I was wondering what is the recommended approach to bundling runtime dll dependencies when using wheels.
We are migrating from egg to wheels for environment installation and of various python dependencies.
Some of those have extension modules, and some have extension modules that depend on the presence
of a third party dll (in our situation, libzmq-v100-mt-4_0_3.dll).
Up to now, these dlls have been installed by the use of the scripts parameter in the setup command of setup.py, but
points to it as not being a good idea.
But the only way to get a dependent dll found on windows is to have it on PATH, and the scripts directory on
windows is on path when a virtualenv is activated.
I have observed two situations:
1) If we use pip wheel to build the wheel, the scripts parameter is ignored and the dlls do not even get to the archive.
2) If we use setup.py bdist_wheel, the dll gets into the archive, but this relies on the non-documented feature of packaging scripts-as-data of dlls.
What is the correct approach at this time ?
I'll post this on the various other lists later, but I promised distutils-sig first taste, especially since the discussion has been raging for a few days (if you're following the setuptools repo, you may already know, but let me take the podium for a few minutes anyway :) )
Microsoft has released a compiler package for Python 2.7 to make it easier for people to build and distribute their C extension modules on Windows. The Microsoft Visual C++ Compiler for Python 2.7 (a.k.a. VC9) is available from: http://aka.ms/vcpython27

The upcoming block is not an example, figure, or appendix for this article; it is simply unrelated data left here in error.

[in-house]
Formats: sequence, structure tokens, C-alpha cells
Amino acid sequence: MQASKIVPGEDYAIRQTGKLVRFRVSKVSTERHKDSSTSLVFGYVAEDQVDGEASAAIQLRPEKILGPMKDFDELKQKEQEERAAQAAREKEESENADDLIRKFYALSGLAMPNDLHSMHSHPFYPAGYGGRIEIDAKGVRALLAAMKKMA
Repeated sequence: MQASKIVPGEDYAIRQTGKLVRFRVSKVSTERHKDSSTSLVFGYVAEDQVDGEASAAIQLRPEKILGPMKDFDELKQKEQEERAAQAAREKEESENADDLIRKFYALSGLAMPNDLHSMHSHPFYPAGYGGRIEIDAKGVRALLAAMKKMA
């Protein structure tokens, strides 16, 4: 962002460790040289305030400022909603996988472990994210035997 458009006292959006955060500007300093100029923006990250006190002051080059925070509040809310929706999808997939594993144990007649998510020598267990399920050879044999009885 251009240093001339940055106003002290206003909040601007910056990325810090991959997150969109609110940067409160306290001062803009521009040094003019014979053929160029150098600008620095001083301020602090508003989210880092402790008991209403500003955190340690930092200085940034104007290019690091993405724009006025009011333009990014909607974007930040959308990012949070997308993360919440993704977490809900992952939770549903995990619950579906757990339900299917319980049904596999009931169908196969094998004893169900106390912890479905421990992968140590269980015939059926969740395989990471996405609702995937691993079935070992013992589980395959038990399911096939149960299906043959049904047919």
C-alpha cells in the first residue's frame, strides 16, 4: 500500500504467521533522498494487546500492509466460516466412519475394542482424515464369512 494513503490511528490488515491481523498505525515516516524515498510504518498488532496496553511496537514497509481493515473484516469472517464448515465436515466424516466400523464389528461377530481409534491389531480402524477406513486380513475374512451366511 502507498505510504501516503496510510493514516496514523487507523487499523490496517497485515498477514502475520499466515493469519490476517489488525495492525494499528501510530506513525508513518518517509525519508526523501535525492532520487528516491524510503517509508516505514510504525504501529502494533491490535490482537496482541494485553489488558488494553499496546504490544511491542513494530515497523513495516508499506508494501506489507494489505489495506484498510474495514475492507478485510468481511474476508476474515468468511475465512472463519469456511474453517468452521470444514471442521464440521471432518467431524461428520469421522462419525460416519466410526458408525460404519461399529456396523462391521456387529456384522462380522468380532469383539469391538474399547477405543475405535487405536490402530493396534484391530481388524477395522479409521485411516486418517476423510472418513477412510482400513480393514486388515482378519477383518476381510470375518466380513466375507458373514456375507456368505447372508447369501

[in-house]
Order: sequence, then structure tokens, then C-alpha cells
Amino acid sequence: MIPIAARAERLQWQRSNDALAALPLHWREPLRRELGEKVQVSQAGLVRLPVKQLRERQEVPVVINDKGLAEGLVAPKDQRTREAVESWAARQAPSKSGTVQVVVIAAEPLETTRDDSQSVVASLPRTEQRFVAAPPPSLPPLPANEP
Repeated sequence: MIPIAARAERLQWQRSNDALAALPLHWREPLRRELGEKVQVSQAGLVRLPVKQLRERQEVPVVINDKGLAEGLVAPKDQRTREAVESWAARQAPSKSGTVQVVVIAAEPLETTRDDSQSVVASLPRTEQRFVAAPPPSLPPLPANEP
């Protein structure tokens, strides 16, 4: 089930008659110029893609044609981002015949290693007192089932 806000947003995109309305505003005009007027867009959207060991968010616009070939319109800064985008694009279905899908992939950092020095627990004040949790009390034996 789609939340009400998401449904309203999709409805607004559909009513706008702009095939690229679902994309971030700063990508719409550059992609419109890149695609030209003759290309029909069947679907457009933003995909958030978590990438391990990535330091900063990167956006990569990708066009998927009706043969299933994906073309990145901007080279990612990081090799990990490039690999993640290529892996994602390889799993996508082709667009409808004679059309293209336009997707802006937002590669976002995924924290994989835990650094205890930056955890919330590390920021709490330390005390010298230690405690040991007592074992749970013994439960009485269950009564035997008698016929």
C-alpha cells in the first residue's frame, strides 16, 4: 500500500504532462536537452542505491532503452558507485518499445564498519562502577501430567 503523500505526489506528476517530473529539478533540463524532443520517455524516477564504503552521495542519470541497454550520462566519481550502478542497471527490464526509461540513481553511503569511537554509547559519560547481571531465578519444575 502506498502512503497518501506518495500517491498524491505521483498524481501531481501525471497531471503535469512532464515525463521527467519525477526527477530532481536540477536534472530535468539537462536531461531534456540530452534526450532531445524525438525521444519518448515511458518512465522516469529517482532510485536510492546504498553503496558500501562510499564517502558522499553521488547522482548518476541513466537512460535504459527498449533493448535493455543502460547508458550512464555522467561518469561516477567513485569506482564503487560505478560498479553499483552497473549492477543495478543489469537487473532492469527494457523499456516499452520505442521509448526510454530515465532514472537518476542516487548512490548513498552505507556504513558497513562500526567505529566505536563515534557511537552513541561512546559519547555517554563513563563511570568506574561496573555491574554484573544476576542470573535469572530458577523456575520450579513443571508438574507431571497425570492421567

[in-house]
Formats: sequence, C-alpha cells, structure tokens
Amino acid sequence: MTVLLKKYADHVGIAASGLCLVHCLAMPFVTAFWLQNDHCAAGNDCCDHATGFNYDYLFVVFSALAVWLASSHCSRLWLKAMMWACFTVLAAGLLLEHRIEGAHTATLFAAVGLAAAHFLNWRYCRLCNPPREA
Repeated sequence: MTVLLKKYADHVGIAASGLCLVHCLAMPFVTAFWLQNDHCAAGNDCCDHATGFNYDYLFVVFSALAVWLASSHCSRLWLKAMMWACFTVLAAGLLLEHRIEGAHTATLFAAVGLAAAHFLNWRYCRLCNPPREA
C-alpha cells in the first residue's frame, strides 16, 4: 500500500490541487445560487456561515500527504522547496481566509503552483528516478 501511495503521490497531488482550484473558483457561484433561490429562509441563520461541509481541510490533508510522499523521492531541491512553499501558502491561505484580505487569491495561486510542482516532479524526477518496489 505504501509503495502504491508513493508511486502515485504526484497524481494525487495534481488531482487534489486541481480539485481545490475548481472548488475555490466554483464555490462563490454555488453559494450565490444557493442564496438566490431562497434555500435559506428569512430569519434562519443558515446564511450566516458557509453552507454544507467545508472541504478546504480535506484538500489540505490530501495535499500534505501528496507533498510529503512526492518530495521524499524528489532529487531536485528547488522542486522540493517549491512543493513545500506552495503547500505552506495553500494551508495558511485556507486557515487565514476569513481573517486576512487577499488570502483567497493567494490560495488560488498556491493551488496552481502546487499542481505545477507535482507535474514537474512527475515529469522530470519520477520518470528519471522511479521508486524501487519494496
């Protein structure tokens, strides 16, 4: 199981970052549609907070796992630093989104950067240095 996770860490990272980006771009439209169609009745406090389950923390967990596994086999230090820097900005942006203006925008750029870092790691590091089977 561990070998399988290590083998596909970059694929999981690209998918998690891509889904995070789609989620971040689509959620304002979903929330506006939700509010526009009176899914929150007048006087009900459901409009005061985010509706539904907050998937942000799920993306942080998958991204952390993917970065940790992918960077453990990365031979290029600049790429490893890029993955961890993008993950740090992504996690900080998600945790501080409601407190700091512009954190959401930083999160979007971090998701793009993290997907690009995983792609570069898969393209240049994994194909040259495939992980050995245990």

This package contains all the tools and headers required to build C extension modules for Python 2.7 32-bit and 64-bit (note that some extension modules require 3rd party dependencies such as OpenSSL or libxml2 that are not included). Other versions of Python built with Visual C++ 2008 are also supported, so "Python 2.7" is just advertising - it'll work fine with 2.6 and 3.2.
You can install the package without requiring administrative privileges and, with the latest version of setuptools (from the source repo - there's no release yet), use tools such as pip, wheel, or a setup.py file to produce binaries on Windows.
The license prevents redistribution of the package itself (obviously you can do what you like with the binaries you produce) and IANAL but there should be no restriction on using this package on automated build systems under the usual one-developer rule (http://stackoverflow.com/a/779631/891 - in effect, the compilers are licensed to one user who happens to be using it on a remote machine).
My plan is to keep the download link stable so that automated scripts can reference and install the package. I have no idea how long that will last... :)
Our intent is to heavily focus on people using this package to produce wheels rather than trying to get this onto every user machine. Binary distribution is the way Windows has always worked and we want to encourage that, though we do also want people to be able to unblock themselves with these compilers.
I should also point out that VC9 is no longer supported by Microsoft. This means there won't be any improvements or bug fixes coming, and there's no official support offered. Feel free to contact me directly <steve.dower(a)microsoft.com> if there are issues with the package.